by Bradley Penner
New guidelines would dictate how officials prioritize encampment sweeps in the City of Berkeley
Berkeley officials have drafted an encampment accountability policy that would determine how to prioritize sweeps throughout the city. Known as the “Good Neighbor Guidelines,” the policy asks encampment residents to abide by a series of rules that, if violated, would lead to a range of interventions including the posting of public notices to voluntarily relocate, providing health and hygiene resources, voluntary trash removal, deep cleanings, and encampment closures.
The guidelines were developed by Assistant to the City Manager Peter Radu to be included in the city’s Encampment Response Policy—a draft policy that city staff began working on in 2018 in response to the growing number of people living on city streets.
As currently written, the draft guidelines use the personal accountability of homeless people to determine when and how the city should perform an intervention. The current draft of the guidelines are:
- Please throw away your trash and old food.
- Please keep your belongings out of the road.
- Please do not build any structures out of wood, metal, or other materials that can create a fire hazard or injury risk.
- Please try to stay to one sidewalk side of the street.
- Please be fire safe.
The draft Encampment Response Policy includes an outline for the city’s tiered approach for intervention, ranked “lowest, medium, and highest” priority. Encampments that would be “low priority” for intervention would meet the Good Neighbor Guidelines, and include residents who limit their possessions to a footprint of no more than 9 square feet outside their tent or vehicle. Encampments considered the highest priority for closure include those that pose “imminent health hazards, including rodents and rodent harborage conditions, syringes, and raw sewage.”
Encampments in violation of the Good Neighbor Guidelines would be subject to intervention at the city’s discretion, but as currently written, the policy does not describe how the city would determine when to provide resources, such as portable toilets and trash pickup.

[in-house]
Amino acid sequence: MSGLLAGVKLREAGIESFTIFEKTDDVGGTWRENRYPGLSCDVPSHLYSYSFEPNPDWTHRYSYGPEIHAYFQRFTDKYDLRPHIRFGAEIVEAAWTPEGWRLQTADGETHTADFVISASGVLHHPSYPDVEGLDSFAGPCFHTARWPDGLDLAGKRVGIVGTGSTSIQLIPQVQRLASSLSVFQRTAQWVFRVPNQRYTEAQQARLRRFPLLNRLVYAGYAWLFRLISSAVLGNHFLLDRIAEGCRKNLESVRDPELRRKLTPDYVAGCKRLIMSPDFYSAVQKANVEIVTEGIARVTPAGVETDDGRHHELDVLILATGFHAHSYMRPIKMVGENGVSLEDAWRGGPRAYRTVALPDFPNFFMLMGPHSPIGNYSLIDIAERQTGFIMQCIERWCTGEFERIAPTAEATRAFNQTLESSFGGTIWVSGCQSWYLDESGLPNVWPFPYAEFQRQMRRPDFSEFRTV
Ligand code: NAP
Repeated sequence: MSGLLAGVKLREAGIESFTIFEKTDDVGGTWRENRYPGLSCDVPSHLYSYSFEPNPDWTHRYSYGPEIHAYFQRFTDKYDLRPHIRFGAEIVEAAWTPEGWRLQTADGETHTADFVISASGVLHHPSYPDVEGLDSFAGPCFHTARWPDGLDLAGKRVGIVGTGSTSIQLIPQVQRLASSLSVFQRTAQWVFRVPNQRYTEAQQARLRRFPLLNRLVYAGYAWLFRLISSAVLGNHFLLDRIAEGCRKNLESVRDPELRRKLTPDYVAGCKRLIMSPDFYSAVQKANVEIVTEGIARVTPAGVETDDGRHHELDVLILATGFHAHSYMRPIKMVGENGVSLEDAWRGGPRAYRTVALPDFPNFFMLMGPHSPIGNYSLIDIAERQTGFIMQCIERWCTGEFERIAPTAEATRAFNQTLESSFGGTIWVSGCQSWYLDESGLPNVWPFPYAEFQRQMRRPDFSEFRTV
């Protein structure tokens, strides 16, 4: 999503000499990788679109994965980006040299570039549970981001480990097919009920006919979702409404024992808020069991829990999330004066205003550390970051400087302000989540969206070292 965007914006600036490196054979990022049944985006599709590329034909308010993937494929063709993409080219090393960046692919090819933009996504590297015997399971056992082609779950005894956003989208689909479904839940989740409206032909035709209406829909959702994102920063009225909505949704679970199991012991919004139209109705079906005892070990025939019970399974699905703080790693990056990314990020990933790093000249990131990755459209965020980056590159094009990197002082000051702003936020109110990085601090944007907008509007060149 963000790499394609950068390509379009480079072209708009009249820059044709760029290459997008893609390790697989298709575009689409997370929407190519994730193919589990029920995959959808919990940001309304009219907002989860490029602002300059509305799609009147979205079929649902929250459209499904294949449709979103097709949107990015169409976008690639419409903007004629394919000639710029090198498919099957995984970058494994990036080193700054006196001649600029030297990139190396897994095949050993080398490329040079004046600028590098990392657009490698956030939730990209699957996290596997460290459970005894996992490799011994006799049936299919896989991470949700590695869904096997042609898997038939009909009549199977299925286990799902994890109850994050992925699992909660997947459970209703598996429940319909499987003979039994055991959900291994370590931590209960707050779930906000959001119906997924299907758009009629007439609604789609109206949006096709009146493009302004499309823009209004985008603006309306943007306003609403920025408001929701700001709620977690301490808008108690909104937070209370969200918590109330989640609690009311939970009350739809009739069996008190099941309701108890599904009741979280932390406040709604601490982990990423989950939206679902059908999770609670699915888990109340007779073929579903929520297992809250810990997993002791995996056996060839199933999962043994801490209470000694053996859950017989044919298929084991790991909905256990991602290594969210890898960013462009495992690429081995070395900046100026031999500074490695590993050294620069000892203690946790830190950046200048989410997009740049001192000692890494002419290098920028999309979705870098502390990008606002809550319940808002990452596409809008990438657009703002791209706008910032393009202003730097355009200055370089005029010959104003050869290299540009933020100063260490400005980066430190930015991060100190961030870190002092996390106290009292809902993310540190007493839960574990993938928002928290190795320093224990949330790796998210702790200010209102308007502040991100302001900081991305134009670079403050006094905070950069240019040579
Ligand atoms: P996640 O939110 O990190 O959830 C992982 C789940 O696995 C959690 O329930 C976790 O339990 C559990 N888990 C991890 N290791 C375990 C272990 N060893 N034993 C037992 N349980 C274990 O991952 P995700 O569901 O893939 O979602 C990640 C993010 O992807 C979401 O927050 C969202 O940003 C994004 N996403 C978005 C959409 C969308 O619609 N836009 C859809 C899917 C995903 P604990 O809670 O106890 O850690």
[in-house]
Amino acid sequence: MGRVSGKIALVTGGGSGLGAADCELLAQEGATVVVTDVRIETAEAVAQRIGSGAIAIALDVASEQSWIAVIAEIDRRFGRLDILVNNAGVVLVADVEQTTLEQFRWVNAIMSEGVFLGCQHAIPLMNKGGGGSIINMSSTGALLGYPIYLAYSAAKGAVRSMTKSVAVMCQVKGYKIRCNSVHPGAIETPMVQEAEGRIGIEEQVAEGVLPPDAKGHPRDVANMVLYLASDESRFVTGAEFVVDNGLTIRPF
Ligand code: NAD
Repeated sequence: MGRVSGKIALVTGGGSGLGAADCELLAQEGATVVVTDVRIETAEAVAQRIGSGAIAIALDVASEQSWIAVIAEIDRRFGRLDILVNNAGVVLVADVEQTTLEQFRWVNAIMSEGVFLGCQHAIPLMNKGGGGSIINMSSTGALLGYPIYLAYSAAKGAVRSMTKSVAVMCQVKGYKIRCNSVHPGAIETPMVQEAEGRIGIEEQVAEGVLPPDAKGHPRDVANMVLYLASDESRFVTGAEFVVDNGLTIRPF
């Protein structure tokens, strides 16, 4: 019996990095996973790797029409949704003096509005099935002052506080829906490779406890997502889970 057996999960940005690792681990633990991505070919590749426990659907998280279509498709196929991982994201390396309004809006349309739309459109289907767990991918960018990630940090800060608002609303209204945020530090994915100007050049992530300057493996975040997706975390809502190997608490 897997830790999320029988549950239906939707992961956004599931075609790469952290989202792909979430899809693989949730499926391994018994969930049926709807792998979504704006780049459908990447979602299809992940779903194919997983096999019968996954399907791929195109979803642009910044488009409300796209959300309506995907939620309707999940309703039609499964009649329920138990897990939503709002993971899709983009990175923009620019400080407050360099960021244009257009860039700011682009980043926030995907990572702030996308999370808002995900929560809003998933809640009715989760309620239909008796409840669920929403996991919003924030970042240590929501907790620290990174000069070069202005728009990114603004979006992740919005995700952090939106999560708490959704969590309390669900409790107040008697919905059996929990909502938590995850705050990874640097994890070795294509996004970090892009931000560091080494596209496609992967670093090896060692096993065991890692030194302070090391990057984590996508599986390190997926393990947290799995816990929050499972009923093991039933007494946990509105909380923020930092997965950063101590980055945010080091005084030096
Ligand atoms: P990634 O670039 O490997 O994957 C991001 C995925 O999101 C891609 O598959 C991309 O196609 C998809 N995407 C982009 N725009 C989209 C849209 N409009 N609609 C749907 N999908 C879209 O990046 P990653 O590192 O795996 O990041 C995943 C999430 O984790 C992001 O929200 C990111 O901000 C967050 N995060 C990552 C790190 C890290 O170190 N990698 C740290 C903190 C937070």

In response to a question from panel member Donnell Jones regarding how the city would ensure encampments receive resources such as dumpsters or portable toilets before being cited for non-compliance, Radu stated that the city intends to apply “progressive engagement strategies to mitigate impacts,” but will maintain “flexible application” of intervention strategies on a case-by-case basis.
Furthermore, encampment communities that follow the guidelines may still be considered medium or high priority if the city determines they are causing “interference with businesses and residences and [sic] public infrastructure,” or are considered “hindrances to construction or other City-issued permits.” Medium and high-priority encampments will be subject to closure if violations “cannot be resolved with less intensive interventions [and] whenever possible, given limited city resources, closures shall be performed in accordance with Federal best practices.”
The policy states that “citation/arrest will be reserved for case-by-case situations [that] cannot be resolved with non-criminal interventions.”
Radu introduced the Good Neighbor Guidelines to Berkeley’s Homeless Services Panel of Experts (HSPE) at a public meeting on October 4. The HSPE is a city council-appointed civilian committee that makes recommendations “on how and to what extent the City should establish and/or fund programs to end or prevent homelessness in Berkeley.” If approved by the HSPE, the guidelines will be referred to the Berkeley City Council for review. If they are approved by the council, they will become part of the city’s Encampment Response Policy.
In response to the presentation, members of HSPE made note of the fact that the city’s lack of available health and hygiene resources—such as dumpsters, portable toilets, handwashing stations, and showers—have directly contributed to conditions the guidelines seek to address.
“I want to say that providing porta potties and dumpsters—as many as are needed from the city—is a simple act both of kindness, of respect, and of solving a lot of the stress that people are under,” panel member Denah Bookstein said.
“I really can’t emphasize that enough. It’s a basic human need—you can’t expect people to walk three blocks or half a mile to a porta potty,” Bookstein said. “And if there’s a congregation of people, you can’t expect to have one porta potty to serve the needs of the people. I don’t think it’s an issue of finding the money. I think it’s an issue of top priority.”
During an extensive public comment period, Berkeley residents also voiced concerns about the policy’s ambiguous language, stringent expectations of unhoused residents, and for framing basic resources such as dumpsters and portable toilets as interventions that, if prioritized in place of closure, would give homeless people the same opportunity to live tidy and safe lives as their housed neighbors.
At the end of the October 4 meeting, HSPE motioned to appoint a subcommittee to further discuss the policy before referring it to the city council. The goal is to collect feedback from the public in time to refer the policy to the council before its meeting on January 3, 2024.
Bradley Penner is the Co-Editor in Chief of Street Spirit, where this article was originally published